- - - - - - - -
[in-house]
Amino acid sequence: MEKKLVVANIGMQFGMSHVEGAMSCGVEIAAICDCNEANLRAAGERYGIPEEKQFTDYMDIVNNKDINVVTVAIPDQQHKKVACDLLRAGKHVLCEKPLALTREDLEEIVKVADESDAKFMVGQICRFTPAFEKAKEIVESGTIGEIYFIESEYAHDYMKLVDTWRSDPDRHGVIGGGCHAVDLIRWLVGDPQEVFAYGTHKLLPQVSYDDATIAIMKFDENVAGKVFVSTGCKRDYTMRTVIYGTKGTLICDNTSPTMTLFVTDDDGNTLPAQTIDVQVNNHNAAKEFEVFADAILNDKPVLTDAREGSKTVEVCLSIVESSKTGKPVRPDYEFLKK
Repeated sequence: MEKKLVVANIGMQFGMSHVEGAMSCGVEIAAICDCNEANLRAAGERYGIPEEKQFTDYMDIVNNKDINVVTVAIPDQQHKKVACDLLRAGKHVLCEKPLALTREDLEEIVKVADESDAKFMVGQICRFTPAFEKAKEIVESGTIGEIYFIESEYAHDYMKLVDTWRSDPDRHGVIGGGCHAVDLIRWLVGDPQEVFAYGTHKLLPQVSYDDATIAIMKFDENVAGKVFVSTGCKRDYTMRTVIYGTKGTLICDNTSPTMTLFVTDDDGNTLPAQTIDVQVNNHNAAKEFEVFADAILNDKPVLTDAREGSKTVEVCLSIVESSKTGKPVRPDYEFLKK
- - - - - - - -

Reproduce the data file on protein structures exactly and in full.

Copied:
[in-house]
Amino acid sequence: MEKKLVVANIGMQFGMSHVEGAMSCGVEIAAICDCNEANLRAAGERYGIPEEKQFTDYMDIVNNKDINVVTVAIPDQQHKKVACDLLRAGKHVLCEKPLALTREDLEEIVKVADESDAKFMVGQICRFTPAFEKAKEIVESGTIGEIYFIESEYAHDYMKLVDTWRSDPDRHGVIGGGCHAVDLIRWLVGDPQEVFAYGTHKLLPQVSYDDATIAIMKFDENVAGKVFVSTGCKRDYTMRTVIYGTKGTLICDNTSPTMTLFVTDDDGNTLPAQTIDVQVNNHNAAKEFEVFADAILNDKPVLTDAREGSKTVEVCLSIVESSKTGKPVRPDYEFLKK
Repeated sequence: MEKKLVVANIGMQFGMSHVEGAMSCGVEIAAICDCNEANLRAAGERYGIPEEKQFTDYMDIVNNKDINVVTVAIPDQQHKKVACDLLRAGKHVLCEKPLALTREDLEEIVKVADESDAKFMVGQICRFTPAFEKAKEIVESGTIGEIYFIESEYAHDYMKLVDTWRSDPDRHGVIGGGCHAVDLIRWLVGDPQEVFAYGTHKLLPQVSYDDATIAIMKFDENVAGKVFVSTGCKRDYTMRTVIYGTKGTLICDNTSPTMTLFVTDDDGNTLPAQTIDVQVNNHNAAKEFEVFADAILNDKPVLTDAREGSKTVEVCLSIVESSKTGKPVRPDYEFLKK